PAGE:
“I invited old friends I hadn’t seen in years out of guilt, because they invited me to their wedding years ago, or we have friends in common and I didn’t want them to feel left out,” says Mandi Woodruff, executive editor of personal finance education site MagnifyMoney. Although none of them accepted the invitation, she says it would have added hundreds of dollars to her wedding budget if they had. Her rule of thumb: If you haven’t heard from them in 6 months, they probably shouldn’t get an invite.

3. Skip a wedding planner in favor of an onsite event coordinator

Rather than hiring a wedding planner to manage every aspect of your day from start to finish, do as much advance planning as you can via online resources. Then, for the day-of, hire an onsite coordinator who can run the show, allowing you to enjoy your day, Desai says. “They’ll take all the heavy lifting off your hands.” It should cost about 1/10 the cost of a traditional planner.

4. Consider alternate days and times for your ceremony

When it comes to your venue, one of the biggest factors that will impact your budget is timing, explains Kylie Carlson, founder of the International Academy of Wedding & Event Planning.

“Some venues will offer discounted rates for the off-season. For many, Saturday evenings is the peak time so check to see if they have different rates for Friday and Sundays, as well as daytime weddings.”

With daytime weddings, you also stand to save big on food and beverage, since lunch entrees are normally priced less than dinner, and guests generally consume less alcohol during the day. Another perk of having your wedding on a less popular day or time is that it will weed out any guests who aren’t willing to go the extra mile for your big day, Woodruff says.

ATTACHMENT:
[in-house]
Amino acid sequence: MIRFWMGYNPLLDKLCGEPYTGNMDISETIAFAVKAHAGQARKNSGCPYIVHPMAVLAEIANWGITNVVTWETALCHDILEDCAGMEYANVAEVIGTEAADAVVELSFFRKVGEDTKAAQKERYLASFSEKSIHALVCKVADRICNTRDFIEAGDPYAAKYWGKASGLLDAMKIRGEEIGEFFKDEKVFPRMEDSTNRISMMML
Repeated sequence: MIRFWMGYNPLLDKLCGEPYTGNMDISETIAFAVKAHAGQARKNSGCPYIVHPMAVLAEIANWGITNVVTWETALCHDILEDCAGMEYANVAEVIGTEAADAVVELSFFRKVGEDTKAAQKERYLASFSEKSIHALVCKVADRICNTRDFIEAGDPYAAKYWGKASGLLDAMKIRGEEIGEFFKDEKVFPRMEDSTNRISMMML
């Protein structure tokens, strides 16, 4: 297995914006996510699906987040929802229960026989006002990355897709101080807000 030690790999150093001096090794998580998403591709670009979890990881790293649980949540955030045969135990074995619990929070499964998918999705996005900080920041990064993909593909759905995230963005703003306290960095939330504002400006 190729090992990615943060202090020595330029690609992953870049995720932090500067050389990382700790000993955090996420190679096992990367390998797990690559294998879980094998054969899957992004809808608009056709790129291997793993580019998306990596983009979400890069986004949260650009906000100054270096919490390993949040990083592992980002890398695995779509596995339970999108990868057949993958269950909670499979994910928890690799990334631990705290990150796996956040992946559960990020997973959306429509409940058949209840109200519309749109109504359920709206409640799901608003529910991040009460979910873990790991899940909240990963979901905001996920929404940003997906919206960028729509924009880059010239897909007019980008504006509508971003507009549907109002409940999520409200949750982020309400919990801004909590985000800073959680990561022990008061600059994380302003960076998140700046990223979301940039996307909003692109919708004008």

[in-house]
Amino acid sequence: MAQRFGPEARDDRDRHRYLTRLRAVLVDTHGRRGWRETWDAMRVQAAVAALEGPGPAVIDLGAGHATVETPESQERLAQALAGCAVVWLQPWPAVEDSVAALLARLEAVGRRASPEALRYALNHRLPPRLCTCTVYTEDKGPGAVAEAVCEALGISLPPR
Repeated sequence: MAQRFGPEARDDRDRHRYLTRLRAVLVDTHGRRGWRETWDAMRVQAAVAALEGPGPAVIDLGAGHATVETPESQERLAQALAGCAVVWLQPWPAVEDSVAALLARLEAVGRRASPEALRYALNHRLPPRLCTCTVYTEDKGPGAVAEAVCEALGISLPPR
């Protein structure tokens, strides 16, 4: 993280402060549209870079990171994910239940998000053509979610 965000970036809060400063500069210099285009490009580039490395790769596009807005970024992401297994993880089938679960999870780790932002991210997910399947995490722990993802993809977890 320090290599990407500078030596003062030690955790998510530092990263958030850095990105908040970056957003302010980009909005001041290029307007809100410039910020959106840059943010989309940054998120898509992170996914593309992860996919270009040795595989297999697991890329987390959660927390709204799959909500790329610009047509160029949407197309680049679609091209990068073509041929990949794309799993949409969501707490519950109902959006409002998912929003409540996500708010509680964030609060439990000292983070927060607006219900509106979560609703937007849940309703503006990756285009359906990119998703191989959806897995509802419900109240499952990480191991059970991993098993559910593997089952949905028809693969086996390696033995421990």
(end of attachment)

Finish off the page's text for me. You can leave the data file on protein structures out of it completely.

5. Shop outside the box for your dress

It’s no secret that wedding dresses can be incredibly expensive, so pre-owned is often the way to go, explains Smart Shopping Expert, Trae Bodge. “After all, it was only worn once,” she says. Then, after the big day, you can sell your dress again using a site like PreOwnedWeddingDresses.com.

Another option is opening up your search to general formal wear. There are gorgeous white gowns to be had that may not immediately be branded as wedding dresses. “Once you take ‘bridal gown’ out of equation, the price decreases,” Bodge says.

Splurge when you want to, and be smart with money saved

Of course all this isn’t to say that you can’t treat yourself on your big day. There are some things many couples find to be worth the investment, like photography. That’s where Bitterman is spending the majority of her wedding budget, and interestingly, it’s one of the areas where the EverQuote survey showed people wish they’d spend more.

And remember: Any money you don’t spend on your wedding can be used however you like — you can pop those funds into a retirement plan, a 529 college savings plan or something else that’s going to benefit you and your partner. “Home improvements. That’s what we’re saving for,” Bitterman says. “It’s not glamorous, but it’s something we need more than we need a chocolate fountain.”

With Kathryn Tuggle